Elvis Costello, Taking Liberties. Elvis Costello’s four previous albums so excited the fans that they turned to import shops, B sides of singles, and other sources in search of obscure additional material. Now, some such material is no longer obscure; this 20-song package collects virtually all of Costello’s unreleased masters, B sides, and assorted other collectors’ items. The fidelity frequently leaves a bit to be desired, and the set is understandably less cohesive than those Costello himself assembled. On the other hand, the album demonstrates greater diversity than any of the regular releases; and partly for that reason, it rates among the artist’s most impressive work to date. Best cuts include “Girls Talk,” which has been covered by both Dave Edmunds and Linda Ronstadt; the country-styled “Stranger in the House”; the wonderfully frantic “(I Don’t Want to Go to) Chelsea”; a terrific reading of Rodgers and Hart’s “My Funny Valentine”; and “Just a Memory,” Costello’s best ballad in years.
Marc Benno, Lost in Austin. This is the first record since 1972 from Marc Benno, who previously made three solo discs and a pair of Asylum Choir LPs. Featuring backup by Eric Clapton and attractive, blues-tinged vocals, the Glyn Johns–produced comeback collection boasts tasty guitar (lots of slide) and a mostly engaging set of pensive, unpretentious lyrics. Benno isn’t yet on a par with such stylistic compatriots as J.J. Cale, Dire Straits, and Clapton, but Lost in Austin evidences promise.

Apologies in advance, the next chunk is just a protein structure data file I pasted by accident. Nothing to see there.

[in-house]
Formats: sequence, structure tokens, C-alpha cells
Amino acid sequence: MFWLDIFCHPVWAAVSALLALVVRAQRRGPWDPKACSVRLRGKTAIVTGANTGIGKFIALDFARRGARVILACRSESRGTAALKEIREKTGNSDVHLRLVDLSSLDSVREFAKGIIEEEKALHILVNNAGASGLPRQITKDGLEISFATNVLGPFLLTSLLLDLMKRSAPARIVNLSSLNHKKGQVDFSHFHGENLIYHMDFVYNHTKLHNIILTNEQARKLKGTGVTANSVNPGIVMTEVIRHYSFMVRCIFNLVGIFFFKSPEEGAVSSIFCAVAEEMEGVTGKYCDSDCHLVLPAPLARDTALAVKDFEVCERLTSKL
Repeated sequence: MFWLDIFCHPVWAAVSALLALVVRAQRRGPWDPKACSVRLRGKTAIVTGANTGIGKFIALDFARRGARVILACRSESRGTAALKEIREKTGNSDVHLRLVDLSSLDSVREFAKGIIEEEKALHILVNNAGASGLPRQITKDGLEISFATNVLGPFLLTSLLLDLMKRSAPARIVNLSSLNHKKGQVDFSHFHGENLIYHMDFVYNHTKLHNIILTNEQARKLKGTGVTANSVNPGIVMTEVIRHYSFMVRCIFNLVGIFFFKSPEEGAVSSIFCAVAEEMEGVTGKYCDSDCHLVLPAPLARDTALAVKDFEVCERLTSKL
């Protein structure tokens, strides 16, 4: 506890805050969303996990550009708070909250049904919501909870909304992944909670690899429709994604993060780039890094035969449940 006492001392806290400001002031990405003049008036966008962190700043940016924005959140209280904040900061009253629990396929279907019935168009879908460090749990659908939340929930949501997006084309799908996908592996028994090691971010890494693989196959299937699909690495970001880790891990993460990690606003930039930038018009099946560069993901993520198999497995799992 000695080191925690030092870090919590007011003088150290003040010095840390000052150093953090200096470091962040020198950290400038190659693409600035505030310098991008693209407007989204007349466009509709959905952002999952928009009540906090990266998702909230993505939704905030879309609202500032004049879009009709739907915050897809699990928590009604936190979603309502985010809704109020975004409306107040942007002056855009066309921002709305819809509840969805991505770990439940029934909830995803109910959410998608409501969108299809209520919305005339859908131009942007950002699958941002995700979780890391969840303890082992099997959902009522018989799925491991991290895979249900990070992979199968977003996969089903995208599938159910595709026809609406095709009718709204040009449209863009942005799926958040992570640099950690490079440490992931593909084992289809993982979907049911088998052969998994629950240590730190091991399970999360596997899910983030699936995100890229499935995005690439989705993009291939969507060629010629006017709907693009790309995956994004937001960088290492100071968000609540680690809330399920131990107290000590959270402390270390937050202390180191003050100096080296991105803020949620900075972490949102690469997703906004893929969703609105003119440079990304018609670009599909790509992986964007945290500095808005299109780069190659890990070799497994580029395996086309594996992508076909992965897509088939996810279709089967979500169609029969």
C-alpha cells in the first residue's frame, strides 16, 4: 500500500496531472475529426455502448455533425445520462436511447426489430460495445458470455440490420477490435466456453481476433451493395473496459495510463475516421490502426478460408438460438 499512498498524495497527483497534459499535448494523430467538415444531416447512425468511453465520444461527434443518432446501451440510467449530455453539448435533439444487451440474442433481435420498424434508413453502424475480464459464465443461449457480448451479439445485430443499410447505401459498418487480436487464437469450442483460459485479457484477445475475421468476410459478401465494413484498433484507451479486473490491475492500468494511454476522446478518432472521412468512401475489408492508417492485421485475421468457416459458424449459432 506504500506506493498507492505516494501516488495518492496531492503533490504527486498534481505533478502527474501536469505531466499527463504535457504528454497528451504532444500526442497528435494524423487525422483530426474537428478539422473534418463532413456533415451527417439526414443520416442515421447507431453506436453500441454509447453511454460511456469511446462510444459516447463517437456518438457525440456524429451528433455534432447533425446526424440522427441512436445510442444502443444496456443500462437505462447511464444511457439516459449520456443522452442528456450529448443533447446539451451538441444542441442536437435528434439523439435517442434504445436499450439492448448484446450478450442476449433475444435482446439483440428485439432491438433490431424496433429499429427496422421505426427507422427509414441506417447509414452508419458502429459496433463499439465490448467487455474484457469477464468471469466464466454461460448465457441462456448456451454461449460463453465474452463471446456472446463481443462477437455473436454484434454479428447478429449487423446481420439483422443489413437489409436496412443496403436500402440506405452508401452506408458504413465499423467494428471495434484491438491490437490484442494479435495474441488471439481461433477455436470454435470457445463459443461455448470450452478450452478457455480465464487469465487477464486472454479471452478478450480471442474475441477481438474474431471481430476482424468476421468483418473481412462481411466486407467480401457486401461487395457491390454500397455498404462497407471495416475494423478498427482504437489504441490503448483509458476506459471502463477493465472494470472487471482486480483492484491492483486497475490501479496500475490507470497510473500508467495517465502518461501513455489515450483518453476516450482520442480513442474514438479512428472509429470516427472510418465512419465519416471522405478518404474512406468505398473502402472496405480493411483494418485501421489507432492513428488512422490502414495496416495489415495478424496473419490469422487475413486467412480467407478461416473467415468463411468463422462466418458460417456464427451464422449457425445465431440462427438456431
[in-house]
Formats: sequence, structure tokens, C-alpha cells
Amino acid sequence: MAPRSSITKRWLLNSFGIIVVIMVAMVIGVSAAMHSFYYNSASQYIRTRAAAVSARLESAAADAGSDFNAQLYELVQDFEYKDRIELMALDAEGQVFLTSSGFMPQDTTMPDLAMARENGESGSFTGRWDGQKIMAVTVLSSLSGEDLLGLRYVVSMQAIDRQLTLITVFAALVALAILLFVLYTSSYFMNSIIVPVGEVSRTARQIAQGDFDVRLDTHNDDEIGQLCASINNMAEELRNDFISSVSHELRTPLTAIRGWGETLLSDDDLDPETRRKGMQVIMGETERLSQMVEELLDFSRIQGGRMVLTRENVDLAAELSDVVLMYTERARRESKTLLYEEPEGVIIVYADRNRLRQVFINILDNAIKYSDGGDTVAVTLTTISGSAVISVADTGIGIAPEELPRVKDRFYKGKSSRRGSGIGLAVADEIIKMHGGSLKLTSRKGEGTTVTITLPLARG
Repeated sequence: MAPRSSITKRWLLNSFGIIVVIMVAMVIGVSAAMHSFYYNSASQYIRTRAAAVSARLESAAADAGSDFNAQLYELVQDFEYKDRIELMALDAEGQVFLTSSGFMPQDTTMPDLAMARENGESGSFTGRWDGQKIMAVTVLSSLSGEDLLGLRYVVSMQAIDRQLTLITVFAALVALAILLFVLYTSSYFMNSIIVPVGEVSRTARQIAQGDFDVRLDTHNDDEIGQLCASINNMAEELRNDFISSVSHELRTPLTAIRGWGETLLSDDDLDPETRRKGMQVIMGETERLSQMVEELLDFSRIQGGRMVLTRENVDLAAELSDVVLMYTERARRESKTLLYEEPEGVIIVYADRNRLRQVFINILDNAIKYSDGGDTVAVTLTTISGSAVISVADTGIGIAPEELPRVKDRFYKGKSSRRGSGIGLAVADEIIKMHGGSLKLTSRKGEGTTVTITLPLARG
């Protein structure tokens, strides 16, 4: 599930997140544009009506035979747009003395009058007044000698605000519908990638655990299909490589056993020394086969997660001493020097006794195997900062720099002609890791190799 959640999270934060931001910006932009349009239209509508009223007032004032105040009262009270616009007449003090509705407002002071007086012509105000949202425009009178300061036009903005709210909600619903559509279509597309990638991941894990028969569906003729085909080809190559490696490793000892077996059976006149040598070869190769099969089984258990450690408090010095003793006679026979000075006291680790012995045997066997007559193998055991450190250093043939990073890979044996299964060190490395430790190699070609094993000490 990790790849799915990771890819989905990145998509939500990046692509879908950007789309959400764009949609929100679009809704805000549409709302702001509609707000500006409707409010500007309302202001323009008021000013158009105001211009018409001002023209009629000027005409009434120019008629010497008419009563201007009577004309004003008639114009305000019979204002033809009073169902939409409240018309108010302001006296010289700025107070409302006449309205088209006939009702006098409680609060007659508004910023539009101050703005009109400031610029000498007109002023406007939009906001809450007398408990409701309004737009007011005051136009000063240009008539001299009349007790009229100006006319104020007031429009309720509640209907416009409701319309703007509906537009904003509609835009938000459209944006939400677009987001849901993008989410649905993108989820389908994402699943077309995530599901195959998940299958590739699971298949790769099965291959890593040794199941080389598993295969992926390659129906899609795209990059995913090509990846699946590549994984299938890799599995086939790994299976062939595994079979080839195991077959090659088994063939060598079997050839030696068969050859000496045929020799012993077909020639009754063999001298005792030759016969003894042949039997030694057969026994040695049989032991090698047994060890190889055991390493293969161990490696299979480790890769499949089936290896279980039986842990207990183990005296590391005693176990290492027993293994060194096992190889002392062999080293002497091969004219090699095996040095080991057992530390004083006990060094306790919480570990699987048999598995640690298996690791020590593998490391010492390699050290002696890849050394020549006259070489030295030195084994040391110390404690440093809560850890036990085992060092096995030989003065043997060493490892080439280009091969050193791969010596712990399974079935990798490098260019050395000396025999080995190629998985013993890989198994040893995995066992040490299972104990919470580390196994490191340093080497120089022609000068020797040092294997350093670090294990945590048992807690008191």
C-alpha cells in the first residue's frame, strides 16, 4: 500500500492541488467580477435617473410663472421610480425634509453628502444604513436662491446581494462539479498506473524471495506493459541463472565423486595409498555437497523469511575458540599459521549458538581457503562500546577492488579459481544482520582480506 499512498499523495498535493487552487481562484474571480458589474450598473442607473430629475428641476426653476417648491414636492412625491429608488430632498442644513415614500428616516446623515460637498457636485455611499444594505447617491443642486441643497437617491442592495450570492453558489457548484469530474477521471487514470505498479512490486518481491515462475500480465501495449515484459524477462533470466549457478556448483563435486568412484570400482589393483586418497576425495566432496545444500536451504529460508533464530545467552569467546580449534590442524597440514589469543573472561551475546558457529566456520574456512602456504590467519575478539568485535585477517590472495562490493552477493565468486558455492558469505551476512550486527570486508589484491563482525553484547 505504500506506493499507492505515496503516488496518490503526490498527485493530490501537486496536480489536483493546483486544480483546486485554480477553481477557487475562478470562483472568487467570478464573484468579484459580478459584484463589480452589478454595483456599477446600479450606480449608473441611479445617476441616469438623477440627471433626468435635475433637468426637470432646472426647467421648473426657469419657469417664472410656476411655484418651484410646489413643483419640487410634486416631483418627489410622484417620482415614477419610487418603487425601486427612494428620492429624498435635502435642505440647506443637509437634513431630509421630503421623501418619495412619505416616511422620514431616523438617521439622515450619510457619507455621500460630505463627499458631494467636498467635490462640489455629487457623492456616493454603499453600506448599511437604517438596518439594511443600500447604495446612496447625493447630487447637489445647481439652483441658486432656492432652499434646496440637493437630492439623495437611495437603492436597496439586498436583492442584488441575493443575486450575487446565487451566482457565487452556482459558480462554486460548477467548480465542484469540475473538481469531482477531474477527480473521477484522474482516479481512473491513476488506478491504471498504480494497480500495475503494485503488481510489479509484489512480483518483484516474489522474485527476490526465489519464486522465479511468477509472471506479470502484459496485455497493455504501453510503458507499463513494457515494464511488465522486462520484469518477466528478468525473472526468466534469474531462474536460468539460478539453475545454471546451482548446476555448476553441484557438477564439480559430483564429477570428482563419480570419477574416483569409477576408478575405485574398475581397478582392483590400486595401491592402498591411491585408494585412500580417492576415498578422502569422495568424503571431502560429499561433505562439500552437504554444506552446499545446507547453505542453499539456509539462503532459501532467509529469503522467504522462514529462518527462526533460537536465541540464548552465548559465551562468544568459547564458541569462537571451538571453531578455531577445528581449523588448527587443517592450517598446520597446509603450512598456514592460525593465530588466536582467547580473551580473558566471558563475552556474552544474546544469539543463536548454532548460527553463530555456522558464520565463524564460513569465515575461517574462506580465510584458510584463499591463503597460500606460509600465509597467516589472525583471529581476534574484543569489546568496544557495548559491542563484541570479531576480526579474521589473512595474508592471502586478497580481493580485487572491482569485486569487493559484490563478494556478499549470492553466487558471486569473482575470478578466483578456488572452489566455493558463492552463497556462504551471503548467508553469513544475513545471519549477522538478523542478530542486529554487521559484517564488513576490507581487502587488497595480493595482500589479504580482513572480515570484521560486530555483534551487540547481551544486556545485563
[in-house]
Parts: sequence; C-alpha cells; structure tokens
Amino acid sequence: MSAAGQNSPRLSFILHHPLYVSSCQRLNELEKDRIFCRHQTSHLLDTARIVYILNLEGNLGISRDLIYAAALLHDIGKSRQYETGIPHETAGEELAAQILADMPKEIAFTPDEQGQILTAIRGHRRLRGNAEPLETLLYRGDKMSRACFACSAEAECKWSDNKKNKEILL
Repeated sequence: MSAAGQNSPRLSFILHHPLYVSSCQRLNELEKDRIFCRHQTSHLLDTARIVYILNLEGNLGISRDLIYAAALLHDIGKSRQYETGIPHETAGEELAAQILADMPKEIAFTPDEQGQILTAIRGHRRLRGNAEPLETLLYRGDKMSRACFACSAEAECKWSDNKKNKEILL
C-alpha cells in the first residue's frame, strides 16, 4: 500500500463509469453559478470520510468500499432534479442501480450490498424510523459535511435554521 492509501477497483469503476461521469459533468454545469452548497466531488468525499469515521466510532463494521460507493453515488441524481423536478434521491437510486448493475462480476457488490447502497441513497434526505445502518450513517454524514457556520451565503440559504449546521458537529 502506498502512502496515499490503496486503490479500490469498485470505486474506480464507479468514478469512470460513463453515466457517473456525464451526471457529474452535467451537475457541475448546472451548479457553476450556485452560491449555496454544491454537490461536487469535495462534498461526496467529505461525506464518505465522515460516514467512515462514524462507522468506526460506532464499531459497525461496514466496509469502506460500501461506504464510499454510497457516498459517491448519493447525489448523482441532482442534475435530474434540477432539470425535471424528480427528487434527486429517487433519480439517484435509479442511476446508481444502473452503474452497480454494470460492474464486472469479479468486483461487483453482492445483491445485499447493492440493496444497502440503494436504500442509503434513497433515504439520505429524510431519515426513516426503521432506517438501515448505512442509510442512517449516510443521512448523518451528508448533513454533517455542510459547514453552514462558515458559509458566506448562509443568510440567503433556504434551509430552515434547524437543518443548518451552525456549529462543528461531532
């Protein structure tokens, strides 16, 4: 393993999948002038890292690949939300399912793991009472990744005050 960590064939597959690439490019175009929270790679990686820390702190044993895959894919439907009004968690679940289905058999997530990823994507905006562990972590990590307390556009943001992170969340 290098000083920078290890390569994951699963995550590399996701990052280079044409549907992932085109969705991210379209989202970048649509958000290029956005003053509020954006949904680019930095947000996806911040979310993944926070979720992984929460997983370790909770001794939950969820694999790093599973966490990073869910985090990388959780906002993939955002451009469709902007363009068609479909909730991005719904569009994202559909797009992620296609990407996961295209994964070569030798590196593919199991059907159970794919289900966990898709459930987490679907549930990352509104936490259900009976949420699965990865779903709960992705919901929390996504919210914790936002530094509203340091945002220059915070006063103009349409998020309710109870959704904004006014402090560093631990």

Colin Winski, Rock Therapy. Though not recommended for just any ears, this debut from Ray Campi’s former guitar player and co-lead singer is a must for rockabilly fans. Unlike such well-intentioned revivalists as Robert Gordon, Winski evidences not only a love for the genre but a consistent ability to communicate it’s subtle pleasures. Particularly on cuts like “Burnin’ Desire” and “Rockaround,” his band never misses a beat; and Winski’s vocal gymnastics must be heard to be believed.